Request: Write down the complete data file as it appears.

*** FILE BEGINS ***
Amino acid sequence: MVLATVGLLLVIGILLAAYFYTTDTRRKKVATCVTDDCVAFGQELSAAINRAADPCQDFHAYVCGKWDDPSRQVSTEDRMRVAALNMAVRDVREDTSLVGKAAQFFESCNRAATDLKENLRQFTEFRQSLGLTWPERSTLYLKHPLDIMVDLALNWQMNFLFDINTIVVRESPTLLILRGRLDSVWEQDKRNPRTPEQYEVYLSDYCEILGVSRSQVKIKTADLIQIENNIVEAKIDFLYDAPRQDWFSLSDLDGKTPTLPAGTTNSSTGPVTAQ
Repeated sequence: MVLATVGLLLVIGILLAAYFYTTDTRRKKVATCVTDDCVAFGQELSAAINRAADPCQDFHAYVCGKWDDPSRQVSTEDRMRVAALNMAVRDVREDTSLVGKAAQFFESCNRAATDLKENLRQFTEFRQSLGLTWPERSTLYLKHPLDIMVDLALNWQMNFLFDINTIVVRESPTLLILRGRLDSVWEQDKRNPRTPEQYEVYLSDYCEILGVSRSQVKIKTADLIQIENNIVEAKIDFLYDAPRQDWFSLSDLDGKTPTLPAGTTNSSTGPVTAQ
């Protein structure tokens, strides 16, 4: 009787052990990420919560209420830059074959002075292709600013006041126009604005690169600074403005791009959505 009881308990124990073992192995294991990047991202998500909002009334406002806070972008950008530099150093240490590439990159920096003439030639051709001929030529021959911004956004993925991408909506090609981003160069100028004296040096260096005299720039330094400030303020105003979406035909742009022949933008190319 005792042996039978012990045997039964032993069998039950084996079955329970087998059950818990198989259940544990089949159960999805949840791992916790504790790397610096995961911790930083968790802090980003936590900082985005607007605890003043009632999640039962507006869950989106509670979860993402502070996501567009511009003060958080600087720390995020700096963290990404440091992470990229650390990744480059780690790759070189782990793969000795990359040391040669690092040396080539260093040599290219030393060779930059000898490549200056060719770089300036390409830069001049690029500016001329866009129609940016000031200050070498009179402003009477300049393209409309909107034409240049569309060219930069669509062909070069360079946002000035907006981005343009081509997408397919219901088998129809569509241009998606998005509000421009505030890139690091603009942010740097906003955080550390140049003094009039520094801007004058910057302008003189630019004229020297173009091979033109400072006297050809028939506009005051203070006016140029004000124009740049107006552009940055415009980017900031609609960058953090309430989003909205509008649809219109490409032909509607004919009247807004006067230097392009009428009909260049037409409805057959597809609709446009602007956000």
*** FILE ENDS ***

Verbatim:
Amino acid sequence: MVLATVGLLLVIGILLAAYFYTTDTRRKKVATCVTDDCVAFGQELSAAINRAADPCQDFHAYVCGKWDDPSRQVSTEDRMRVAALNMAVRDVREDTSLVGKAAQFFESCNRAATDLKENLRQFTEFRQSLGLTWPERSTLYLKHPLDIMVDLALNWQMNFLFDINTIVVRESPTLLILRGRLDSVWEQDKRNPRTPEQYEVYLSDYCEILGVSRSQVKIKTADLIQIENNIVEAKIDFLYDAPRQDWFSLSDLDGKTPTLPAGTTNSSTGPVTAQ
Repeated sequence: MVLATVGLLLVIGILLAAYFYTTDTRRKKVATCVTDDCVAFGQELSAAINRAADPCQDFHAYVCGKWDDPSRQVSTEDRMRVAALNMAVRDVREDTSLVGKAAQFFESCNRAATDLKENLRQFTEFRQSLGLTWPERSTLYLKHPLDIMVDLALNWQMNFLFDINTIVVRESPTLLILRGRLDSVWEQDKRNPRTPEQYEVYLSDYCEILGVSRSQVKIKTADLIQIENNIVEAKIDFLYDAPRQDWFSLSDLDGKTPTLPAGTTNSSTGPVTAQ
């Protein structure tokens, strides 16, 4: 009787052990990420919560209420830059074959002075292709600013006041126009604005690169600074403005791009959505 009881308990124990073992192995294991990047991202998500909002009334406002806070972008950008530099150093240490590439990159920096003439030639051709001929030529021959911004956004993925991408909506090609981003160069100028004296040096260096005299720039330094400030303020105003979406035909742009022949933008190319 005792042996039978012990045997039964032993069998039950084996079955329970087998059950818990198989259940544990089949159960999805949840791992916790504790790397610096995961911790930083968790802090980003936590900082985005607007605890003043009632999640039962507006869950989106509670979860993402502070996501567009511009003060958080600087720390995020700096963290990404440091992470990229650390990744480059780690790759070189782990793969000795990359040391040669690092040396080539260093040599290219030393060779930059000898490549200056060719770089300036390409830069001049690029500016001329866009129609940016000031200050070498009179402003009477300049393209409309909107034409240049569309060219930069669509062909070069360079946002000035907006981005343009081509997408397919219901088998129809569509241009998606998005509000421009505030890139690091603009942010740097906003955080550390140049003094009039520094801007004058910057302008003189630019004229020297173009091979033109400072006297050809028939506009005051203070006016140029004000124009740049107006552009940055415009980017900031609609960058953090309430989003909205509008649809219109490409032909509607004919009247807004006067230097392009009428009909260049037409409805057959597809609709446009602007956000």